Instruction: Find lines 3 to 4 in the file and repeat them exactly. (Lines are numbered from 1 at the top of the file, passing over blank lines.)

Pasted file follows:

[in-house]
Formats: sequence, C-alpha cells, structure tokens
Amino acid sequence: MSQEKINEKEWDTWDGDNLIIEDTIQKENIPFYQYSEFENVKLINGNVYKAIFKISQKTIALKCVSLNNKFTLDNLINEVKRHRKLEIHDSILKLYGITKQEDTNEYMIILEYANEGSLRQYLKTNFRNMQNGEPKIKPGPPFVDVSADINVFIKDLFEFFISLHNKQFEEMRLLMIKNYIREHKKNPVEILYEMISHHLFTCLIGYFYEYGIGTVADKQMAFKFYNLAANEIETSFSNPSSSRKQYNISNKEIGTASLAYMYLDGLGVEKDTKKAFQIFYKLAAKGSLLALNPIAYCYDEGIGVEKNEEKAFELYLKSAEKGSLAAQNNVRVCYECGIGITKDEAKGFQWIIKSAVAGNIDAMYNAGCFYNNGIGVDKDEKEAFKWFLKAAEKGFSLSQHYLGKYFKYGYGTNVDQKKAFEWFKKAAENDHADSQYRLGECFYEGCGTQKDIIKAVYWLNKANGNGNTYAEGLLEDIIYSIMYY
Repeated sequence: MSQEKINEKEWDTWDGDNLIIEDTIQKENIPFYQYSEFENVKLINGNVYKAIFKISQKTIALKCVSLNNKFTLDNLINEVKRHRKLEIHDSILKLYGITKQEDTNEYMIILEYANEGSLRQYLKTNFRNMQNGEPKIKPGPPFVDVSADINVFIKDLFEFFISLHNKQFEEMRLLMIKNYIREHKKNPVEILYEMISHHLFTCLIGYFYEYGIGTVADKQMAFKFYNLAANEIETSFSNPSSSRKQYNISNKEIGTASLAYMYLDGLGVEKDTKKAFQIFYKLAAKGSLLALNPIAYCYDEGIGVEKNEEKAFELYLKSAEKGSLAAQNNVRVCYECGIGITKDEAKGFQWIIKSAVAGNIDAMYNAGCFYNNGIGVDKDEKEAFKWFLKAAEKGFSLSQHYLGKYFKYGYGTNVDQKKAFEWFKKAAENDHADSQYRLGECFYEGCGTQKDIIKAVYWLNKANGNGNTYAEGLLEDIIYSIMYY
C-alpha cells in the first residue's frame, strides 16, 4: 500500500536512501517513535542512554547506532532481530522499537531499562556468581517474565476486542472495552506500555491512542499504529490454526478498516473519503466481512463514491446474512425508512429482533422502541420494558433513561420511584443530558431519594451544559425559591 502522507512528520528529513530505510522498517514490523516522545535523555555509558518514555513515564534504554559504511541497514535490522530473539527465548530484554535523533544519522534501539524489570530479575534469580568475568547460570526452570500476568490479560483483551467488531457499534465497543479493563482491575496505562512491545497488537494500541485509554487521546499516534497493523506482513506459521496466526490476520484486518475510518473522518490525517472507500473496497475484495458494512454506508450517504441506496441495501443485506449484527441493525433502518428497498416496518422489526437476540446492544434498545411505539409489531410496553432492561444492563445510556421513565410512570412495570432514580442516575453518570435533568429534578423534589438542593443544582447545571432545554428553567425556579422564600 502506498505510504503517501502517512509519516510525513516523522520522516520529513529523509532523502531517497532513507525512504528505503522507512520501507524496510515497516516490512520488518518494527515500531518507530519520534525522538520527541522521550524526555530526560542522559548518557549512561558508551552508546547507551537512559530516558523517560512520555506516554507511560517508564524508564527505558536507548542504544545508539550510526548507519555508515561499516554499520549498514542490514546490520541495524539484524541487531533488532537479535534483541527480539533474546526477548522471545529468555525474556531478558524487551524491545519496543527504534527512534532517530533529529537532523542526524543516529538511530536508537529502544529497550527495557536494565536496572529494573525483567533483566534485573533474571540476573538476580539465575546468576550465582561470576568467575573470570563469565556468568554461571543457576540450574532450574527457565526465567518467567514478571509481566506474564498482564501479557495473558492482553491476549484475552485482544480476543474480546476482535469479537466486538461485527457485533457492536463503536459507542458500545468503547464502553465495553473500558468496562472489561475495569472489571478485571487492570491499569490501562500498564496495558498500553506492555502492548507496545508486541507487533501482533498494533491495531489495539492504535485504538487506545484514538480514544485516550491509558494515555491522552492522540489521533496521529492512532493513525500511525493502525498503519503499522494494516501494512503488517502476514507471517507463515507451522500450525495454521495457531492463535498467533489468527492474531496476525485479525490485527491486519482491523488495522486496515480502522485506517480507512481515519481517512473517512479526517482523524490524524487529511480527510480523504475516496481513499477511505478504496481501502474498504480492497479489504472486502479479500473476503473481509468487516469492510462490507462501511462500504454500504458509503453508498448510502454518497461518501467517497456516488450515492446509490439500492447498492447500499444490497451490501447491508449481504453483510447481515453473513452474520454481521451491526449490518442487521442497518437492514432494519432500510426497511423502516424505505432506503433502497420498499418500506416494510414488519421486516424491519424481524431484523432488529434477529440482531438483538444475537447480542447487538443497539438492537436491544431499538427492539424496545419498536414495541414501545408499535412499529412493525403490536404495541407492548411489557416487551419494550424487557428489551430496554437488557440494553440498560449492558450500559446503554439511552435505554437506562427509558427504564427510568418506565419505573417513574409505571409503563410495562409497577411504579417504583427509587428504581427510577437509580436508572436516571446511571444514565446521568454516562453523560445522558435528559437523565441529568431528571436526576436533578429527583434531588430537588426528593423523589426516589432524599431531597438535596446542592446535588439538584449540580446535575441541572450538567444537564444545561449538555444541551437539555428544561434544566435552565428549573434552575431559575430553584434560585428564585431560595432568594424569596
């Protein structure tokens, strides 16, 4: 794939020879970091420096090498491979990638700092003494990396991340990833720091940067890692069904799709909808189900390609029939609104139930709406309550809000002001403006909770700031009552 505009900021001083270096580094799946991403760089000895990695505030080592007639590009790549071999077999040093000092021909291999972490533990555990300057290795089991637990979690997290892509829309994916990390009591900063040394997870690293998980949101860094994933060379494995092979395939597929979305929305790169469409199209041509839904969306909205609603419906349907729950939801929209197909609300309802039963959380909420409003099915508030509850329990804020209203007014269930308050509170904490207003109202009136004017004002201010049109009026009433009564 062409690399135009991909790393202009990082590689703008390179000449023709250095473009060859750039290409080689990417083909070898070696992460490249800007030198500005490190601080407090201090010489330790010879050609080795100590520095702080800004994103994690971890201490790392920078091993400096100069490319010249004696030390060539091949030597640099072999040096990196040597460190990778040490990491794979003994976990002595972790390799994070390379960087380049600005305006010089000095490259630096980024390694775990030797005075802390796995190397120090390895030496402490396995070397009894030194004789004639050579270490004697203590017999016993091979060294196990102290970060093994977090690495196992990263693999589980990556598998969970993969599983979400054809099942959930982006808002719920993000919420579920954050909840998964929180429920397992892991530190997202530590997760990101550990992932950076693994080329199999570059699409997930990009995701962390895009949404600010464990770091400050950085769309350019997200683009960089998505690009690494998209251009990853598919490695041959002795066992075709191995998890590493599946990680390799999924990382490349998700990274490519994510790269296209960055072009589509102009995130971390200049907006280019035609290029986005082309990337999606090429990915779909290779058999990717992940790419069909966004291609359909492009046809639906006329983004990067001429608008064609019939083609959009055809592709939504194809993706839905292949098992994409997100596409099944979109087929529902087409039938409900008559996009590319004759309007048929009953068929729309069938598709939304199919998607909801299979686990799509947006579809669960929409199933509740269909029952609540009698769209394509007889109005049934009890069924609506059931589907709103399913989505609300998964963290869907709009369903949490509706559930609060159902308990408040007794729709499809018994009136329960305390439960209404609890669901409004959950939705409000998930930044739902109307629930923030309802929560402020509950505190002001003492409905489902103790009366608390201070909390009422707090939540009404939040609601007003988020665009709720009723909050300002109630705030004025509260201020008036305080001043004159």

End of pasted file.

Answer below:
Amino acid sequence: MSQEKINEKEWDTWDGDNLIIEDTIQKENIPFYQYSEFENVKLINGNVYKAIFKISQKTIALKCVSLNNKFTLDNLINEVKRHRKLEIHDSILKLYGITKQEDTNEYMIILEYANEGSLRQYLKTNFRNMQNGEPKIKPGPPFVDVSADINVFIKDLFEFFISLHNKQFEEMRLLMIKNYIREHKKNPVEILYEMISHHLFTCLIGYFYEYGIGTVADKQMAFKFYNLAANEIETSFSNPSSSRKQYNISNKEIGTASLAYMYLDGLGVEKDTKKAFQIFYKLAAKGSLLALNPIAYCYDEGIGVEKNEEKAFELYLKSAEKGSLAAQNNVRVCYECGIGITKDEAKGFQWIIKSAVAGNIDAMYNAGCFYNNGIGVDKDEKEAFKWFLKAAEKGFSLSQHYLGKYFKYGYGTNVDQKKAFEWFKKAAENDHADSQYRLGECFYEGCGTQKDIIKAVYWLNKANGNGNTYAEGLLEDIIYSIMYY
Repeated sequence: MSQEKINEKEWDTWDGDNLIIEDTIQKENIPFYQYSEFENVKLINGNVYKAIFKISQKTIALKCVSLNNKFTLDNLINEVKRHRKLEIHDSILKLYGITKQEDTNEYMIILEYANEGSLRQYLKTNFRNMQNGEPKIKPGPPFVDVSADINVFIKDLFEFFISLHNKQFEEMRLLMIKNYIREHKKNPVEILYEMISHHLFTCLIGYFYEYGIGTVADKQMAFKFYNLAANEIETSFSNPSSSRKQYNISNKEIGTASLAYMYLDGLGVEKDTKKAFQIFYKLAAKGSLLALNPIAYCYDEGIGVEKNEEKAFELYLKSAEKGSLAAQNNVRVCYECGIGITKDEAKGFQWIIKSAVAGNIDAMYNAGCFYNNGIGVDKDEKEAFKWFLKAAEKGFSLSQHYLGKYFKYGYGTNVDQKKAFEWFKKAAENDHADSQYRLGECFYEGCGTQKDIIKAVYWLNKANGNGNTYAEGLLEDIIYSIMYY